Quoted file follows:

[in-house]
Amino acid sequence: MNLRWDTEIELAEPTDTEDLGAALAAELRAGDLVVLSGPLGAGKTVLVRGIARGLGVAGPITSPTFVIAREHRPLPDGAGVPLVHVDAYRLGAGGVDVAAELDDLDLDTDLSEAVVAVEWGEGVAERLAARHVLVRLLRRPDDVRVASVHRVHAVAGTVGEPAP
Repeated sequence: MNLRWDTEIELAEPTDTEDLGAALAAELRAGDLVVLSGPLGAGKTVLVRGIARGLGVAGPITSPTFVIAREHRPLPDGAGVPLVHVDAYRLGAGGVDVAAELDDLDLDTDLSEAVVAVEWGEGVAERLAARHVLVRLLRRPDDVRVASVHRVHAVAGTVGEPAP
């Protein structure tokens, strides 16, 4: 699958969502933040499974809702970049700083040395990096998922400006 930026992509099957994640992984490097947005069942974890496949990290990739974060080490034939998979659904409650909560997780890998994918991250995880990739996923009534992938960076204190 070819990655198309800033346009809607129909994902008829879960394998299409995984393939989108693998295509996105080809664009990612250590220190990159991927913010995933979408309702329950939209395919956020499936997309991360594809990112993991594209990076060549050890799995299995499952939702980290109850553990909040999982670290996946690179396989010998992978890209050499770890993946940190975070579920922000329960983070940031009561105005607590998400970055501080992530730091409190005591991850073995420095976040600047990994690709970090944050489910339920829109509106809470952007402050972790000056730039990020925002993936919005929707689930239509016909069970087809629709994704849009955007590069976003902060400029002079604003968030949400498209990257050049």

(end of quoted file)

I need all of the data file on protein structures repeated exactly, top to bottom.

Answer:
[in-house]
Amino acid sequence: MNLRWDTEIELAEPTDTEDLGAALAAELRAGDLVVLSGPLGAGKTVLVRGIARGLGVAGPITSPTFVIAREHRPLPDGAGVPLVHVDAYRLGAGGVDVAAELDDLDLDTDLSEAVVAVEWGEGVAERLAARHVLVRLLRRPDDVRVASVHRVHAVAGTVGEPAP
Repeated sequence: MNLRWDTEIELAEPTDTEDLGAALAAELRAGDLVVLSGPLGAGKTVLVRGIARGLGVAGPITSPTFVIAREHRPLPDGAGVPLVHVDAYRLGAGGVDVAAELDDLDLDTDLSEAVVAVEWGEGVAERLAARHVLVRLLRRPDDVRVASVHRVHAVAGTVGEPAP
């Protein structure tokens, strides 16, 4: 699958969502933040499974809702970049700083040395990096998922400006 930026992509099957994640992984490097947005069942974890496949990290990739974060080490034939998979659904409650909560997780890998994918991250995880990739996923009534992938960076204190 070819990655198309800033346009809607129909994902008829879960394998299409995984393939989108693998295509996105080809664009990612250590220190990159991927913010995933979408309702329950939209395919956020499936997309991360594809990112993991594209990076060549050890799995299995499952939702980290109850553990909040999982670290996946690179396989010998992978890209050499770890993946940190975070579920922000329960983070940031009561105005607590998400970055501080992530730091409190005591991850073995420095976040600047990994690709970090944050489910339920829109509106809470952007402050972790000056730039990020925002993936919005929707689930239509016909069970087809629709994704849009955007590069976003902060400029002079604003968030949400498209990257050049």